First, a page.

The first snow flakes started as Mark and I left the summit of Blood Mountain. It was a hasty, knee jarring descent for we feared the worse as the blowing snow thickened and the visibility dropped. By the time we got to Neel’s Gap, there was several inches of snow on the ground. Suddenly my equipment list didn’t seem adequate. But that was OK because we’ve just stumbled in a hikers’ paradise known as Walasi-Yi. This Appalachian oasis features a hostel with showers, hiking equipment, mail facilities and FOOD. The snow had forced many hikers to stay so the hostel filled up fast and we got a chance to meet some of the other hikers.
Featherback was one of the guys sleeping at the Springer shelter. His trail name reflects his hiking style as he practiced ultimate lightweight hiking. He even cut short all his pack straps and removed the extra pockets. His extreme modifications gave him a backpack that weighed less than 35 pounds. Sounded good to me as I prepared to send half my equipment back home in an attempt to lighten my burden. We would encounter Featherback throughout the hike north and always shared a haebar with him when we could.
Rambo finished his time with the military and set out to hike the AT. At first he appeared geeky and naive but he was actually just a mild mannered and friendly, God fearing guy from the south. Mark and I hiked with him often and he became a good friend.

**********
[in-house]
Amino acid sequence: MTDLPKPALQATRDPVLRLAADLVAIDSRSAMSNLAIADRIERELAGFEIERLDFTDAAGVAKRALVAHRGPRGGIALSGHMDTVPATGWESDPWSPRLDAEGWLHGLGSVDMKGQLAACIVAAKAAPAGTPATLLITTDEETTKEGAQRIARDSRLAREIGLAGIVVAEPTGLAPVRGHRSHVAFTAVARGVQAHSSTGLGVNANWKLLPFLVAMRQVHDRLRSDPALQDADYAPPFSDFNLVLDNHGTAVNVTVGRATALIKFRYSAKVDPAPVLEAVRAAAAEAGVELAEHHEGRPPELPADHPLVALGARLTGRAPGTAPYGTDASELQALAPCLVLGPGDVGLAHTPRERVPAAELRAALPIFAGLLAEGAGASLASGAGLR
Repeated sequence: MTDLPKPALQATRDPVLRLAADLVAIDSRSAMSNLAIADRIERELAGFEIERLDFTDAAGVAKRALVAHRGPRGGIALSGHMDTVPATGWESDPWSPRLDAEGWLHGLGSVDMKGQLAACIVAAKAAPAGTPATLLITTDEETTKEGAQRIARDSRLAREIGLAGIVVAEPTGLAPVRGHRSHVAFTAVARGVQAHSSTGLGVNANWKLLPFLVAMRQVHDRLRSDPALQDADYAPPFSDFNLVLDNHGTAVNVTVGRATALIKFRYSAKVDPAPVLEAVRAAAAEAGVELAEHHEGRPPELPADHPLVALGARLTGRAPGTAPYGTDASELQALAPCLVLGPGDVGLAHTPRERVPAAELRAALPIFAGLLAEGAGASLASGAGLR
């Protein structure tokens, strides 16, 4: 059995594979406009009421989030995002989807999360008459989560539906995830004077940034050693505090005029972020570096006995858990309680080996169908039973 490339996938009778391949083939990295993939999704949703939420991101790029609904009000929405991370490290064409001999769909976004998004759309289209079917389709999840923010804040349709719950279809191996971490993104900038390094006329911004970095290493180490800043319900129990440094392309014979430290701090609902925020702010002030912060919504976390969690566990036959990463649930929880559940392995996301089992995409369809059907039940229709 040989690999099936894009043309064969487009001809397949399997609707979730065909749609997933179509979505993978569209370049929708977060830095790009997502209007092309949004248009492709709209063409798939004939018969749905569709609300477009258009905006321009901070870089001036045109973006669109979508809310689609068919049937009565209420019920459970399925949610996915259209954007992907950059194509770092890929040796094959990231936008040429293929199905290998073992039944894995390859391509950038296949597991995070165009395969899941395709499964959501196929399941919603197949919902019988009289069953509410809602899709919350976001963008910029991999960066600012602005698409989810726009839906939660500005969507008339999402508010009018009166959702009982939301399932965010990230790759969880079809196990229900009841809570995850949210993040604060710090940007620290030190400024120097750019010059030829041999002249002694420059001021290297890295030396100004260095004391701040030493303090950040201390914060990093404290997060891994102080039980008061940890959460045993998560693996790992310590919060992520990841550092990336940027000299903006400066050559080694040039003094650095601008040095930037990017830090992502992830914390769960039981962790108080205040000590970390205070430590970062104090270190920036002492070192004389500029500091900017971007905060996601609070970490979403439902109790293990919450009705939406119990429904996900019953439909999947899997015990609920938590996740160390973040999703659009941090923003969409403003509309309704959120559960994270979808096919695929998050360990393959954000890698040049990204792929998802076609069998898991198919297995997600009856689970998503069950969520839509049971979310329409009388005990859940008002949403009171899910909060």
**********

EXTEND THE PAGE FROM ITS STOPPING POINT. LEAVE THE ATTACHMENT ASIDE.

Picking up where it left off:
Swiss Miss and Dead Buffalo were hiking together when we first met them but they came to the Trail solo. Dead Buffalo was also from Massachusetts, so we hit it off well. He was a guy with a dry sense of humor and fun to hang with. Swiss Miss was friendly and quite intelligent as far as I could tell. One look at her and you’d get the trail name immediately. Swiss Miss set out to hike the AT by herself, but one is never really alone on the Appalachian Trail. A linear family exists from Georgia to Maine and back again.
Redbeard (left) seemed out of place on the Trail. From Maryland, he appeared to me to be more suited to a city lifestyle. Never the less, he was a good hiker with the enthusiasm to pull it off. All I remember about G-Man (center) is reading his entries in the trail registers ending with “Happy Hiking Everyone”! Bilbo (right) was the first hiker we met and he, too, was stuck with us at Neels Gap. There were many other hikers coming and going during the storm and we didn’t get a chance to meet everyone.
We had to stay at Neel’s Gap for two nights as the snow piled up and an ice storm threatened. My blisters were bad so I was happy to be off the Trail for a couple of days. I reorganized my pack and loaded up the hiker box* with my discards. As I was in the box, I saw a bunch of dice. I grabbed them with the intention of making a game we could play in the evenings. Here was the true origin of Blisters Dice Game. Those very dice are now in the hands of the Appalachian Trail Museum project, donated with various other AT artifacts related to the game. Hopefully they will all be on display someday.
We were on a local TV station that night. A reporter was at Neels Gap during the height of the snow storm getting footage for an Atlanta TV news story. He asked me with some urgency where he could find a bathroom. After I showed him where the can was, he asked Mark and I to stick around for an interview. During the interview he asked about the AT, our thruhike and the storm, loving every syllable of our Massachusetts accent. The next day we were back on the AT, chuffing through ten inches of April snow.
*Hiker boxes are like swap boxes found where ever Appalachian Trail hikers might gather. Take what you need, leave what you don’t.
…continue the expedition, read: From Winter To Rainbow Springs [link]